Nonetheless, LOD is said to constitute less than 1% of all data on the web. In order to fulfill our goal of sharing academic information, we must first prepare a mechanism with which our knowledge can be shared. To this end, we have been operating a Japanese version of DBpedia, DBpedia Japanese, in this project. For example, we expanded the ontology by adding Sumo to the sport categories. In another project, we established entity linking to connect the strings for search inputs to items in Wikipedia for added convenience. We also created a database with LOD by gathering information regarding the collections in over 100 art galleries and museums. In addition, we have commissioned specialists to collate works from the same artists, and we are now operating a site called LODAC Museum, which features consolidated searches. In the field of biology, we built the integrated databases that were previously scattered owing to differences in subfields such as molecular biology and physiology, and in categories such as plants, animals, and microbes. The challenge in doing so pertained especially to species names, as we came to understand that taxonomic names often change with new scientific discoveries. Therefore, we invented an ontology that accommodates such changes in knowledge, and made the LODAC Species website accessible to the public where the transitions in scientific names could be tracked. Furthermore, we tackled similar problems afflicting Japanese biological names by connecting them to information around the world, resulting in the largest database for Japanese biological names at the previously mentioned web site.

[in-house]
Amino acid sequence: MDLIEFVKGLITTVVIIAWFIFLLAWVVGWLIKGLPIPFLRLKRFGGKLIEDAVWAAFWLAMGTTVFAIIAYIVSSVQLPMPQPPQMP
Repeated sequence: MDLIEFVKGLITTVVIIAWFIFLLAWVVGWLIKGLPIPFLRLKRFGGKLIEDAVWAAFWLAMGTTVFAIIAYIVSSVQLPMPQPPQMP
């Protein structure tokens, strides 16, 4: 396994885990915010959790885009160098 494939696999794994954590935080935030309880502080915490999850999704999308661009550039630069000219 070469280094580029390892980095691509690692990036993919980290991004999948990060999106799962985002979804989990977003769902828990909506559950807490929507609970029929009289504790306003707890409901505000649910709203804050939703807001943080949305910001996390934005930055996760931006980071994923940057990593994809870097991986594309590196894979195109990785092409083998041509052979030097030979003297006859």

The future of openly linked scientific data

Scientists generate research data and then publish papers to record their research. Often, however, this data remains unshared. Indeed, the academic "culture" has now shifted in response to this issue. This is a problem not only in biology, but also in science generally. The importance of using LOD as a standard to publicly share research data for future use is now widely recognized. Efforts are ongoing to make the research data increasingly open. One such effort is a project at Research Commons and DBCLS. There is also the emerging preference for DOIs over URIs (the latter of which change with the data’s location), in order to identify papers and researchers on the web. For many papers, moreover, it might suffice to present the data as structured information, rather than communicating this data in sentence form. In truth, no one can possibly read all of the papers that are published, and therefore it is much more fruitful to search exclusively for papers relevant to one’s research. With LOD, anyone can find such relevant information, and this benefits everyone involved.

DBCLS: Towards Data Integration

"As I study the data available on social media, I am increasingly fascinated by how knowledge emerges. Such data surely contain knowledge that will persist in later generations. When analyzing such knowledge, I believe that it is more important to look at the knowledge, information, and data in hand, rather than concern ourselves with grand theories." In addition to his research, Professor Takeda serves as Chairman of the DOI registration organization, Japan Link Center (JaLC), and as Director of ORCiD, a project for the integrated management of author IDs in academic papers.

(Text in Japanese: Hideaki Takeda, Rue Ikeya. Photographs: ERIC. Published: December 10, 2015)